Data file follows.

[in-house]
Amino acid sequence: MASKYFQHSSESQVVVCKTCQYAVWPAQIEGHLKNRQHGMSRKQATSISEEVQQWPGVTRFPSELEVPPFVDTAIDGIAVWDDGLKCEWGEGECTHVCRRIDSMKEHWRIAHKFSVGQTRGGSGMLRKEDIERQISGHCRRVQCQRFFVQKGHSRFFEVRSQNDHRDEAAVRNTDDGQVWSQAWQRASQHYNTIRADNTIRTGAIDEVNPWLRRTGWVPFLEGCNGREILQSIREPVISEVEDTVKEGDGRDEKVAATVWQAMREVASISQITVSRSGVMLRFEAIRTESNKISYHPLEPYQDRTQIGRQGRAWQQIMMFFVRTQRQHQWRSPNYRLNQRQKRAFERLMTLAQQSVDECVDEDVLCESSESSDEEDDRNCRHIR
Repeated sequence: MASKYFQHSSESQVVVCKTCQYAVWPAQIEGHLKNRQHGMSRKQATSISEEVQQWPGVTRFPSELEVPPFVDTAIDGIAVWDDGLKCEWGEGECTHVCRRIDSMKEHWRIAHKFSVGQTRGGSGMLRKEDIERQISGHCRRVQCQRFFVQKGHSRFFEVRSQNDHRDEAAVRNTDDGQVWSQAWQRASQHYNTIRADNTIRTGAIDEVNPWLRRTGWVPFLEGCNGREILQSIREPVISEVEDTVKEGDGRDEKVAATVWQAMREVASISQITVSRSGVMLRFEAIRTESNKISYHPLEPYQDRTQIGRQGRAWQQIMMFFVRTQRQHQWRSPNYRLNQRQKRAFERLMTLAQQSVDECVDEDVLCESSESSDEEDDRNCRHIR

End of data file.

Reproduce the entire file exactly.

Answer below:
[in-house]
Amino acid sequence: MASKYFQHSSESQVVVCKTCQYAVWPAQIEGHLKNRQHGMSRKQATSISEEVQQWPGVTRFPSELEVPPFVDTAIDGIAVWDDGLKCEWGEGECTHVCRRIDSMKEHWRIAHKFSVGQTRGGSGMLRKEDIERQISGHCRRVQCQRFFVQKGHSRFFEVRSQNDHRDEAAVRNTDDGQVWSQAWQRASQHYNTIRADNTIRTGAIDEVNPWLRRTGWVPFLEGCNGREILQSIREPVISEVEDTVKEGDGRDEKVAATVWQAMREVASISQITVSRSGVMLRFEAIRTESNKISYHPLEPYQDRTQIGRQGRAWQQIMMFFVRTQRQHQWRSPNYRLNQRQKRAFERLMTLAQQSVDECVDEDVLCESSESSDEEDDRNCRHIR
Repeated sequence: MASKYFQHSSESQVVVCKTCQYAVWPAQIEGHLKNRQHGMSRKQATSISEEVQQWPGVTRFPSELEVPPFVDTAIDGIAVWDDGLKCEWGEGECTHVCRRIDSMKEHWRIAHKFSVGQTRGGSGMLRKEDIERQISGHCRRVQCQRFFVQKGHSRFFEVRSQNDHRDEAAVRNTDDGQVWSQAWQRASQHYNTIRADNTIRTGAIDEVNPWLRRTGWVPFLEGCNGREILQSIREPVISEVEDTVKEGDGRDEKVAATVWQAMREVASISQITVSRSGVMLRFEAIRTESNKISYHPLEPYQDRTQIGRQGRAWQQIMMFFVRTQRQHQWRSPNYRLNQRQKRAFERLMTLAQQSVDECVDEDVLCESSESSDEEDDRNCRHIR